In recent years, the successful applications of deep learning technology bring serious privacy issues. Current countermeasures can achieve privacy protection by introducing differential privacy mechanisms to convolutional deep belief network, which will inevitably bring huge computational complexity in convolutional kernels. In this paper, we focus on designing a lightweight security privacy protection framework LPDBN, a novel Local differential Privacy binary pattern Deep Belief Network. We use the local binary pattern to extract texture information from the images instead of convolutional kernels, which greatly reduces the time complexity and data dimension. Meanwhile, the proposed framework can improve recognition performance under the same privacy protection intensity. The theorem analysis and experiments show the security and efficiency respectively.

POI Recommendation with Federated Learning and Privacy Preserving in Cross Domain Recommendation

Li-e Wang and Yihui Wang (Guangxi Normal University, China); Yan Bai (University of Washington Tacoma, USA); Peng Liu and Xianxian Li (Guangxi Normal University, China)

Point-of-Interest (POI) recommendation is one of the most popular recommendation methodologies. However, POI data is very sensitive and sparse. Users' reluctance to share their context information due to privacy concerns, along with the cold-start problem caused by data sparsity reduces recommendation efficiency. To address these issues, we propose a POI framework for cross-domain recommendation with federated learning and privacy protection features. It utilizes data in an auxiliary domain in users' interest analysis to alleviate the cold-start problem. Moreover, it applies federated learning by analyzing the users' historical data locally and encrypts latent feature distribution for knowledge migration to protect users' privacy. Experiments on real datasets have shown that our framework improves recommendation accuracy while preserving users' privacy as compared to convolutional neural network-based methods when analyzing users' comments.

ACTracker: A Fast and Efficient Attack Investigation Method Based on Event Causality

Erteng Hu and Anmin Fu (Nanjing University of Science and Technology, China); Zhiyi Zhang, Linjie Zhang, Yantao Guo and Yin Liu (Science and Technology on Communication Networks Laboratory, China)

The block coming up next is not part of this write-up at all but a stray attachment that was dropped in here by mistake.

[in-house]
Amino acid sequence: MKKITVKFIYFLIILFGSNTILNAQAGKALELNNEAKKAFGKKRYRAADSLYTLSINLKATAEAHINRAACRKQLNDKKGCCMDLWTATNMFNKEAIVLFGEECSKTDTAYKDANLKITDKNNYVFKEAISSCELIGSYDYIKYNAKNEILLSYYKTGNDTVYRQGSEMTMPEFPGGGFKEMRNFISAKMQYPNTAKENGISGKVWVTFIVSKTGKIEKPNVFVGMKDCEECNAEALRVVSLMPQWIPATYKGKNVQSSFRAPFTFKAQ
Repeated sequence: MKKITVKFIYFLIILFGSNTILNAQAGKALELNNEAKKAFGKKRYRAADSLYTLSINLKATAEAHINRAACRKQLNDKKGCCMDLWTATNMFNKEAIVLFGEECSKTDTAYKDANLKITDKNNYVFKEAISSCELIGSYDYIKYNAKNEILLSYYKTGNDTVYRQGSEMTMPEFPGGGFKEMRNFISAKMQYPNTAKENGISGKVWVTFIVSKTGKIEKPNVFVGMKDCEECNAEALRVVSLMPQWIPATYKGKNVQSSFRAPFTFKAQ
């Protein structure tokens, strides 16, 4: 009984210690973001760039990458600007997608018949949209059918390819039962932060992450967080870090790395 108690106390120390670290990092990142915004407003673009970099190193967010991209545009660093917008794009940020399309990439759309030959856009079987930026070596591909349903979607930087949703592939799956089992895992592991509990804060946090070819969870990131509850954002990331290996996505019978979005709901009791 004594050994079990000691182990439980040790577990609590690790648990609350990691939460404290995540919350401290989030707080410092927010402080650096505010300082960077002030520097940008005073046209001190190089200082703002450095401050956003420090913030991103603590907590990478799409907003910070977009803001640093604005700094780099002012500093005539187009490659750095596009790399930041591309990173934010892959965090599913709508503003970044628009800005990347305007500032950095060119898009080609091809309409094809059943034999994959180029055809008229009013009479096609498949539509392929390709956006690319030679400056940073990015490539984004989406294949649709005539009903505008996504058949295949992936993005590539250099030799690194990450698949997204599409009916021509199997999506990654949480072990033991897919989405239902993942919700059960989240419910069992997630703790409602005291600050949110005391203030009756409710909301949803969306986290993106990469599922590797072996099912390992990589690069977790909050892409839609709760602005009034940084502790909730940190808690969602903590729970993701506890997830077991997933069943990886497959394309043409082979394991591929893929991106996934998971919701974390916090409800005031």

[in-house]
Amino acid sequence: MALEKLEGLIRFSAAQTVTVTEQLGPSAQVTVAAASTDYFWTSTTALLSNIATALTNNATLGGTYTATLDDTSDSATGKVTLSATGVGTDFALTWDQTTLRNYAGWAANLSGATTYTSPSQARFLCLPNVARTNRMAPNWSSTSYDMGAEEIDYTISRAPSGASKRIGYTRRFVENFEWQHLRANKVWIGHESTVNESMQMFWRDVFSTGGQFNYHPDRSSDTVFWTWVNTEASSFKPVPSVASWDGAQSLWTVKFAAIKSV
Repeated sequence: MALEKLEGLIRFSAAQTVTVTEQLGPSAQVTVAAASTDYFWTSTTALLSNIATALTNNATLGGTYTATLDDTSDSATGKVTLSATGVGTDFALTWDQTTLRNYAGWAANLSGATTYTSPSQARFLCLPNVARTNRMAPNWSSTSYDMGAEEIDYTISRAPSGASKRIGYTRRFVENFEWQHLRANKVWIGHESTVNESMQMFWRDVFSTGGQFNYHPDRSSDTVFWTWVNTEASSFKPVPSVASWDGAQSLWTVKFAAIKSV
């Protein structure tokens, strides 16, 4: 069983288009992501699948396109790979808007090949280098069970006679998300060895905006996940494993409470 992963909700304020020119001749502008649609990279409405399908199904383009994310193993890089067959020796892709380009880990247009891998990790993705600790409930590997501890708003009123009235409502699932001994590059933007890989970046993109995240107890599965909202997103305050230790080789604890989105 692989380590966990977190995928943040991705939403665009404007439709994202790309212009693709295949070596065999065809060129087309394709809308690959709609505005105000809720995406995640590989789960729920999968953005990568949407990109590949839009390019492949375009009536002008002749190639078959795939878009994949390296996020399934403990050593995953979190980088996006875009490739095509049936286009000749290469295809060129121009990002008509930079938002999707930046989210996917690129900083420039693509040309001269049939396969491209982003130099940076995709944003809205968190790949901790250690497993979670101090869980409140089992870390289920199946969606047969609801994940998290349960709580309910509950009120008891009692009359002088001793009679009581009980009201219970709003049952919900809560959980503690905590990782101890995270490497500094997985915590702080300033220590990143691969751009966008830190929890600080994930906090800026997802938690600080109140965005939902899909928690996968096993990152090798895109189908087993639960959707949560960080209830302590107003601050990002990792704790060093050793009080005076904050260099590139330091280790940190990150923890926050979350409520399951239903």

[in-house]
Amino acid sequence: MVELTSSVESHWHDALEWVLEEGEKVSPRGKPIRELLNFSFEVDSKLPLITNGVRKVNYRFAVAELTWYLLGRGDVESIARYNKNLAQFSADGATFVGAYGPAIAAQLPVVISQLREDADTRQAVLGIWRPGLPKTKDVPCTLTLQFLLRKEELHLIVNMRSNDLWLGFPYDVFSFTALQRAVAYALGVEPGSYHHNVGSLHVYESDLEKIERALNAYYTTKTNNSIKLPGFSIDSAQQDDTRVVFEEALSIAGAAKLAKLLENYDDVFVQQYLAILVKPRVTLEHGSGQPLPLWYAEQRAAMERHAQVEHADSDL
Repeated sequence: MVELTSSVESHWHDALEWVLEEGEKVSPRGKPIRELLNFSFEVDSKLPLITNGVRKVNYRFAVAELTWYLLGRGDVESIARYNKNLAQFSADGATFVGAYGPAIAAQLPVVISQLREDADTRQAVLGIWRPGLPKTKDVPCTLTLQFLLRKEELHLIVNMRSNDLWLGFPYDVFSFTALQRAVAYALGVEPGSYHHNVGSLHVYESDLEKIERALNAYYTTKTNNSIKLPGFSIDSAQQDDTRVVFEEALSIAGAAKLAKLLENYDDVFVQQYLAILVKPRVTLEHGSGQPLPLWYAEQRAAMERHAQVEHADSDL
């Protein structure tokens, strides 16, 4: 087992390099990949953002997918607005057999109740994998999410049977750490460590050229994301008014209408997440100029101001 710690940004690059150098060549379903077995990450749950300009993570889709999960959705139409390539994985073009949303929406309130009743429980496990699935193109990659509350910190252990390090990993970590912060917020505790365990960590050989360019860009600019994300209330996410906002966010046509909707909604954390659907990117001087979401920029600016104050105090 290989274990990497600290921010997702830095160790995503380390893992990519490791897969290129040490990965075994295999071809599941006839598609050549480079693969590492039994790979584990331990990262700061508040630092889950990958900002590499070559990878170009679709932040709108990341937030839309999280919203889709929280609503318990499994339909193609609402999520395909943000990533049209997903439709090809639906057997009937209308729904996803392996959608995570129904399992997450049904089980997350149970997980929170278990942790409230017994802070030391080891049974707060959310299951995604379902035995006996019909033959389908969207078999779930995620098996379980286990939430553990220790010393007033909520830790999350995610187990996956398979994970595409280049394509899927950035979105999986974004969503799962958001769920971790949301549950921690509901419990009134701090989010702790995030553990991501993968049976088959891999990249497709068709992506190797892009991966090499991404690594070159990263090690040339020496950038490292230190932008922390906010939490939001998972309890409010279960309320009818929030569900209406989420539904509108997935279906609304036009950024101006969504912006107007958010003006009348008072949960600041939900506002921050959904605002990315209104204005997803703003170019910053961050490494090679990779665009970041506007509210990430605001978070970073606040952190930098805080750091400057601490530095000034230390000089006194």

The emerging advanced persistent threats (APT) have become a significant threat to enterprise network security. Carrying out the attack's causality analysis can help the cyber analyst understand the APT attack process and safely recover the system from the attack. How to quickly perform an efficient causality analysis and generate an attack dependency graph that is easy for analysts to understand has become a problem. In this paper, we propose ACTracker, a fast and efficient attack causality tracker. Firstly, the tracker generates a complete provenance graph based on threat alert and then calculates each provenance path's anomaly score based on the anomaly score of each event. ACTracker quickly constructs a dependency graph describing the causality of attacks by considering the anomaly degree of each provenance path in the provenance graph. We also design a novel statistical method of event frequency to adapt to different scales of corporate network environments and assign anomaly scores to each event based on the event's rarity in the current environment. We evaluate our system by simulating a variety of real-world attacks. The experimental results show that our solution can effectively track attack activities in a short time.

A Novel Negative and Positive Selection Algorithm to Detect Unknown Malware in the IoT

Hadeel S Alrubayyi, Gokop Goteng, Mona Jaber and James Kelly (Queen Mary University of London, United Kingdom (Great Britain))

The Internet of Things (IoT) paradigm is a key enabler to many critical applications, thus demands reliable security measures. IoT devices have limited computational power, hence, are inadequate to carry rigorous security mechanisms. This paper proposes the Negative-Positive-Selection (NPS) method which uses an artificial immunity system technique for malware detection. NPS is suitable for the computation restrictions and security challenges associated with IoT. The performance of NPS is benchmarked against state-of-the-art malware detection schemes using a real dataset. Our results show a 21\% improvement in malware detection and a 65\% reduction in the number of detectors. NPS meets IoT-specific requirements as it outperforms other malware detection mechanisms whilst having less demanding computational requirements.